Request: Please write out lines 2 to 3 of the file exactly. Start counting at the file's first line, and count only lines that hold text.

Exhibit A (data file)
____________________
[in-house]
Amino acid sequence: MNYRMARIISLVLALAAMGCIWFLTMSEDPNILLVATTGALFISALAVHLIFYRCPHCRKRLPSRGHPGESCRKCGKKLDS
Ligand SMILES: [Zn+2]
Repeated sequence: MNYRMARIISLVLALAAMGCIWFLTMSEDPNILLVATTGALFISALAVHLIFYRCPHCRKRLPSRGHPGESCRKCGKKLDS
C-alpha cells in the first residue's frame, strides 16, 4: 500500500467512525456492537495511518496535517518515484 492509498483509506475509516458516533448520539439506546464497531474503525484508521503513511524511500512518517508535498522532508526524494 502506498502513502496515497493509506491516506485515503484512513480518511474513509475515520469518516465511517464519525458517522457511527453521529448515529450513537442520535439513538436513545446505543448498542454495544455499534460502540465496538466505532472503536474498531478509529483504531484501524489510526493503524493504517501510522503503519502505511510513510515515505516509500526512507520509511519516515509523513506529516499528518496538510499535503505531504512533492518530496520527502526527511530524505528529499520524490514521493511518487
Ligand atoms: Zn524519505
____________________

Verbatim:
Amino acid sequence: MNYRMARIISLVLALAAMGCIWFLTMSEDPNILLVATTGALFISALAVHLIFYRCPHCRKRLPSRGHPGESCRKCGKKLDS
Ligand SMILES: [Zn+2]